The COVID-19 pandemic has taken a massive financial toll on many institutions of higher education nationwide, as volatile markets have severely impacted investment returns and endowment performance. In the 2020 fiscal year, however, Williams’ Investment Office still achieved an investment return of 3.3 percent on the College’s portfolio in spite of the pandemic’s adverse effects on markets.
The performance of the endowment is critical to the operations of the College. Fifty percent of the College’s annual operating budget comes from the endowment, while the rest of the budget is composed of revenue from external philanthropic efforts and tuition. This past year, the growth of the endowment has allowed the College to maintain its commitment to meet the financial needs of all students and to provide extra funding for COVID-19 mitigation efforts.
Although the 3.3 percent return fell below the Investment Office’s goal of a 5 percent real return for the fiscal year and is down from a 9.6 percent return in 2019, the Investment Office reported satisfaction with the portfolio’s performance in light of the circumstances. “We were pleased that the Investment Pool outperformed the policy benchmark … to post a positive return in spite of the negative impacts on the economy and markets created by the COVID-19 pandemic,” the College’s annual investment report stated.
According to the report, the investment portfolio’s returns bottomed in March of 2020, following the initial shock that markets underwent due to the abrupt onset of the pandemic. In the following months, the portfolio recovered to outperform the fund’s policy benchmark (the reference point against which to measure investment returns) of -0.3% by 365 basis points (3.65%) by June 30, the end of the 2020 fiscal year.
Managing Director of the Investment Office Abigail Wattley ’05 told the Record that three crucial factors contributed to the portfolio’s recovery after the pandemic began: the diversification of the portfolio, the investment team’s decision to hold their assets, and sound investment decisions made by outside managers.
The College’s investment portfolio encompasses a diverse array of assets: illiquid and liquid, public and private, and foreign and domestic. The portfolio was able to recover from the losses incurred in March partly because it was invested in many different sectors, meaning that investments were not concentrated in any single asset.
The College experienced positive returns on venture capital, global long equity, buyouts, and global long/short equity hedge funds, outweighing negative returns in other asset classes. Positive performance in the venture capital portfolio was driven by sub-sectors that benefited from the pandemic, including e-commerce and workforce collaboration software. Two portfolios, the non-investment grade fixed income portfolio and the real assets portfolio, had negative returns because of decreases in leisure and travel spending and reduction in global demand for physical assets and commodities, respectively.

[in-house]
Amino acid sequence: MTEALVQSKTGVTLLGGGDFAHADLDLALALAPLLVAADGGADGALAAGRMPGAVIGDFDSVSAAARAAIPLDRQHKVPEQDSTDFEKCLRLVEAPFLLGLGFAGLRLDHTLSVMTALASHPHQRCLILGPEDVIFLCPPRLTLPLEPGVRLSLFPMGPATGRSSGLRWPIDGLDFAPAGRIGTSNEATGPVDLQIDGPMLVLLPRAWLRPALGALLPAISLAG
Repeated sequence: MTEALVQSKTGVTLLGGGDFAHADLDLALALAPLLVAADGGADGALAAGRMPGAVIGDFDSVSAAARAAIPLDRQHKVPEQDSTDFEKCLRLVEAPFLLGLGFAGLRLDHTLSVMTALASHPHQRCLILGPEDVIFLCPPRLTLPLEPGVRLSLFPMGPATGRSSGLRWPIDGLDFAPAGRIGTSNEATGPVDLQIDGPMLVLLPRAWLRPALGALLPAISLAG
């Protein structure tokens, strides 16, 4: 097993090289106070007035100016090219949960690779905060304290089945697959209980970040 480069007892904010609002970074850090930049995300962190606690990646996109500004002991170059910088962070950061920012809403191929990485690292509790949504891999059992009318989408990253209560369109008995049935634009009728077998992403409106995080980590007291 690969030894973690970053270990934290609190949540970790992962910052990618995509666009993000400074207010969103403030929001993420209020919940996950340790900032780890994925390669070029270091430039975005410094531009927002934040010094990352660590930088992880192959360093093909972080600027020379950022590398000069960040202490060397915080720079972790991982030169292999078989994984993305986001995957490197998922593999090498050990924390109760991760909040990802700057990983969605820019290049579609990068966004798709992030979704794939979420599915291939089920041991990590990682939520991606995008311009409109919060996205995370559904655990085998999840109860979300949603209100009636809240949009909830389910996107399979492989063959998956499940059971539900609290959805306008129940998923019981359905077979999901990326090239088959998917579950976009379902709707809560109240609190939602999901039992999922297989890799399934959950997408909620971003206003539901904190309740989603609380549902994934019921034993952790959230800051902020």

Wattley noted the geographic diversification of the portfolio, particularly how different countries’ handling of the pandemic set their relative economic performance ahead or behind the United States. She said that global diversity of assets helped to maintain the portfolio’s performance despite significant disparities in economic recovery around the world.
“Managing a portfolio is a lot like driving a barge: It takes a mile to turn, so you need to think really far ahead to be where you want to be in a mile from now,” Wattley said.
She stressed the importance of constructing a diversified portfolio in order to navigate unpredictable future circumstances. “You need to ask yourself: Have I constructed the boat well?” she said.
Wattley also attributed the portfolio’s recovery to outside managers’ decisions to stay invested in their assets during the pandemic, rather than attempt to “time” the volatile market environment by forming decisions to buy or sell assets around future predictions of market movements.
“We’re not making direct investments ourselves; we invest via outside managers,” she said. “Our team selects and monitors those managers. March 2020 was difficult; some investors would be scared and sell off and go to cash, but if we had sold, we would have missed the rally [in April, May, and June of last year]. Some managers even took the opportunity to buy [in March and April].”
Wattley said that it will be hard to understand the long-term effects of the pandemic on the College’s endowment until economies reopen. “[The] endowment is a long-term pool: investments are long-term in nature,” she said. “A year is too short to evaluate investment results. Technology is benefiting in the near-term … [but it is] too early to know if other sectors have been helped or hurt over the long term by the pandemic.”
Wattley emphasized the role of the pandemic as an accelerator of change within different sectors of the economy. “There are various outstanding questions: How has the pandemic changed our use of technology? How has it changed our desire to be in physical space?” Wattley said.
Wattley added that the endowment managers view hedge funds as a “great diversifier” to balance against recent market trends like the highly publicized short squeezes on stocks such as GME, AMC, and NOK. “Using multiple hedge funds reduces exposure to a particular investment theme, and our risk-management framework is how we are able to navigate the events that we are seeing in the market today,” she said.